There’s a sea change happening in the tax industry: Where the focus was once on compliance, it’s now about value—ensuring fair taxes are being paid, managing tax risk, evaluating the tax consequences of business activities, and more. Underlying this shift to a more strategic tax practice—and enabling it to happen—is a new reliance on tax technology. In this article, we’ll look more closely at what tax technology is, and how it’s changing tax practices for the better.
When even toothbrush manufacturers now claim to use artificial intelligence (AI) in their products, it’s a sign—not that AI has come so far as to be ubiquitous, but that there’s definite confusion about the meaning of the term.
As one of the largest expenses for corporations, tax is an area worth scrutinizing. Changes in tax law as well as the way the profession is practiced can have a material impact on the success of an organization. And while tax law is not within our purview (unfortunately!), we do have some idea about common problems faced by tax professionals—after all, our team’s tax backgrounds have a big impact on the design of our property tax software.
Every corporate leader who invests in advanced technology is motivated in large part by the expected ROI it will produce. (There’s also a healthy fear surrounding what could happen as a result of doing nothing.) The same is true for the tax industry. Property tax professionals who have already started using the latest technology tools—including tax document automation software like CrowdReason—are seeing greater levels of productivity and higher-quality work product that makes their team more valuable for their organizations and clients. Why?
Topics: Tax automation
By now you’ve heard all about it: Technology is changing the way people work. That’s true across all industries and workplaces, whether it’s the floor of a manufacturing facility or the office space of an insurance company.
Topics: Property tax technology
When was the last time you or anyone on your property tax team went home at 5 p.m. on a workday during tax season?
Sounds impossible, right? Well, that was the case with one of our clients, whose office I stopped into recently at the end of a workday. The place was deserted. When I asked where everyone was, the response was, “They went home. They’re done!”
Much of the recent Association of Computers and Taxation conference was focused on data analytics—how to manipulate data, and the opportunities and challenges analysis presents. A problem that was discussed at length is one most companies are currently struggling with: How do tax departments gain easier access to the variety of data that will help them make more strategic decisions?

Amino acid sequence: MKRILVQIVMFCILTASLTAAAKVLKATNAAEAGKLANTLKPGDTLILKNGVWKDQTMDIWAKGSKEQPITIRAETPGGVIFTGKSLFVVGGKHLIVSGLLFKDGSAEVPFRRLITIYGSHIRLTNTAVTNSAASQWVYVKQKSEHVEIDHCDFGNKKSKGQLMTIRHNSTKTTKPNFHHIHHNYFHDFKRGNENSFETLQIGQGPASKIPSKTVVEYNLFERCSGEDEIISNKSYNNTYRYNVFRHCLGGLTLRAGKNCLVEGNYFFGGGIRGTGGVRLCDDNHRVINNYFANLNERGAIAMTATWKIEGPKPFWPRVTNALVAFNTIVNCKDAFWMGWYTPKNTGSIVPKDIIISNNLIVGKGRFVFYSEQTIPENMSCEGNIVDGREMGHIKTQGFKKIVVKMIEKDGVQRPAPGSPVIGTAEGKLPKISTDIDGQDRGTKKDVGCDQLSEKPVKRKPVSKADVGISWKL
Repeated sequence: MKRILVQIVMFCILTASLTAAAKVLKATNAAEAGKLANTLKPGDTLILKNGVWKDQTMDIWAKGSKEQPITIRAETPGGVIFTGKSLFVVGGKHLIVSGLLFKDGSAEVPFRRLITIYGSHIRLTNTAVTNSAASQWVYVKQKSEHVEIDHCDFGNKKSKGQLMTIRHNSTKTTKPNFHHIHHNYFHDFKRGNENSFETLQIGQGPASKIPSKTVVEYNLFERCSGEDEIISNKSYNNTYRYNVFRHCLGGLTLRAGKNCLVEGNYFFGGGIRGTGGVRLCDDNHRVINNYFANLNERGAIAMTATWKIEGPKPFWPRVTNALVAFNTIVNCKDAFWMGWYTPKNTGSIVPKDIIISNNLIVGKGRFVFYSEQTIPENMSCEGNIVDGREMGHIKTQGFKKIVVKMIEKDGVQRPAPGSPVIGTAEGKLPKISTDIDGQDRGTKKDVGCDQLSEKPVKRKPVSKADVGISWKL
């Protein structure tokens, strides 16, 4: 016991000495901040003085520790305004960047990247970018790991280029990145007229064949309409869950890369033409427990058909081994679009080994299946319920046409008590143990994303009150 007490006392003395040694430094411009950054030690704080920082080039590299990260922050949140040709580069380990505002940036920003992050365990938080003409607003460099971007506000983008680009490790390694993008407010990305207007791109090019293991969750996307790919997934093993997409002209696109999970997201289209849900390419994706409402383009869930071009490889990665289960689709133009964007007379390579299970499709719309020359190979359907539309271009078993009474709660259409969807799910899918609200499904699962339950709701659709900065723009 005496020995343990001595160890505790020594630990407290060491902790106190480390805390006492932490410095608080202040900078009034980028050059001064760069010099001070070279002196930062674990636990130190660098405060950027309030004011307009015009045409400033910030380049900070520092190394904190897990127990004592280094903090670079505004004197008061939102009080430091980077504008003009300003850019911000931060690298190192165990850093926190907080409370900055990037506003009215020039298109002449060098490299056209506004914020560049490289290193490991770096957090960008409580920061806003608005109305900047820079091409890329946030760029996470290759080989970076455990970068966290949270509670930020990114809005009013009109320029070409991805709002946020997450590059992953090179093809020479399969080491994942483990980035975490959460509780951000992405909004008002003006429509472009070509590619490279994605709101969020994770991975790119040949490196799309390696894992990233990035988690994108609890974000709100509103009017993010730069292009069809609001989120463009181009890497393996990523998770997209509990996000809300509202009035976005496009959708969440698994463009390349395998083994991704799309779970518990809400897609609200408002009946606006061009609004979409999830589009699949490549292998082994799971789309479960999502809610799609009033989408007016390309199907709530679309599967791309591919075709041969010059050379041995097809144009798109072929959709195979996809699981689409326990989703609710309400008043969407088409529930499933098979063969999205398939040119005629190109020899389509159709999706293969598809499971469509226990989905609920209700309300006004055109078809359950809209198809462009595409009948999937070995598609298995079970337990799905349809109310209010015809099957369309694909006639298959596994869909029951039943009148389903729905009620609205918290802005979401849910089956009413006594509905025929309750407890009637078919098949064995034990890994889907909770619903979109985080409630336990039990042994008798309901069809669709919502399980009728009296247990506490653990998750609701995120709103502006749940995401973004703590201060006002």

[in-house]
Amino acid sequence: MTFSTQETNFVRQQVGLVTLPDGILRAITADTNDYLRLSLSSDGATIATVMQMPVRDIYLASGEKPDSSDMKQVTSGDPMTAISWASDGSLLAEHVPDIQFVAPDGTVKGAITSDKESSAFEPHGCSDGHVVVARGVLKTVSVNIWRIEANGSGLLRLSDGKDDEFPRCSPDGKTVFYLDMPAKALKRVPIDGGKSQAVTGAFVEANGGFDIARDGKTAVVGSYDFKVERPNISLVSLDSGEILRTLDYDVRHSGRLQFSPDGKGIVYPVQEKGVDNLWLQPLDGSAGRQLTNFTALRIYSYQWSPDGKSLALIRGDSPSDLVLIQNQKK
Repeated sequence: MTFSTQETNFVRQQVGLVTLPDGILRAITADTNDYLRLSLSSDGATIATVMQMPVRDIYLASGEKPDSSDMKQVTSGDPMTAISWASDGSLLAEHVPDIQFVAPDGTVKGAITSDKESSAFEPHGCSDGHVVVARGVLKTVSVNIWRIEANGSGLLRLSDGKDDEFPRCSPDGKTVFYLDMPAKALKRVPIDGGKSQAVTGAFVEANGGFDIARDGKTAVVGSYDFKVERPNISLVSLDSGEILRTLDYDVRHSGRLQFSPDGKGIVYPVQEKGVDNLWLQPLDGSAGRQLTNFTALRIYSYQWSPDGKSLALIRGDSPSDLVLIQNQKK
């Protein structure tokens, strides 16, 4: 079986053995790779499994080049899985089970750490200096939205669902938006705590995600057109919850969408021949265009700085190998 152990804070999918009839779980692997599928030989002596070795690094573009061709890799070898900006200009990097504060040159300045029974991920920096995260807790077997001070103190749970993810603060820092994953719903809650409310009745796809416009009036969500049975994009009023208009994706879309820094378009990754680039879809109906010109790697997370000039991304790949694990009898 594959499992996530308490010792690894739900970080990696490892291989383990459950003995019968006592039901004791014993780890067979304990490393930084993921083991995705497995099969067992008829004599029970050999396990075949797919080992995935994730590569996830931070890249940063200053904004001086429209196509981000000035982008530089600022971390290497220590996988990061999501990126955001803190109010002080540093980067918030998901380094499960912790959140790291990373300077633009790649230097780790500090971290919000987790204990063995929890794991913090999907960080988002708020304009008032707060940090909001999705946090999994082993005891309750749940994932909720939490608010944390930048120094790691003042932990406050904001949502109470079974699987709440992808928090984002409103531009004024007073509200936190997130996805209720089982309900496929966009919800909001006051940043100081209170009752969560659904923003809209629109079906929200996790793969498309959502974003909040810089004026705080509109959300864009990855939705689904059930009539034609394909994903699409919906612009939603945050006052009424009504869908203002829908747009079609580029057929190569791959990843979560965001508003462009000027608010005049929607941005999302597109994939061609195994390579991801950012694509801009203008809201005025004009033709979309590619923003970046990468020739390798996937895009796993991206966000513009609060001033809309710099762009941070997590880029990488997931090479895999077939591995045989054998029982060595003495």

Topics: Data analytics
Almost every business carries property insurance of some kind, whether it’s for the building the company is housed in (building insurance) or the assets inside it (business personal property insurance). But just because insurance is a necessity doesn’t mean it should be viewed as an expense line item that’s out of your control. (The same holds true for business personal property tax compliance—you have more control over the process than you might think.) The more you understand about business personal property insurance (or BPP insurance), the better equipped you’ll be to find the right coverage, and an insurance partner you can trust.
Thinking of purchasing new property tax software? Or maybe you’ve already invested in new software (of any kind) and are planning the implementation process. Either way, you’re right to be doing your homework in advance of the change. Tech-related implementations require the same level of attention as any other type of organizational change initiative—a substantial number of which are prone to failure due to lack of planning.
Topics: Property tax software
We do many sales presentations for our property tax management software. During every single one we emphasize the idea of data accuracy. And even though most of our audience agrees that data accuracy is important, there’s rarely the sense of urgency surrounding it that there should be.
Topics: Property tax data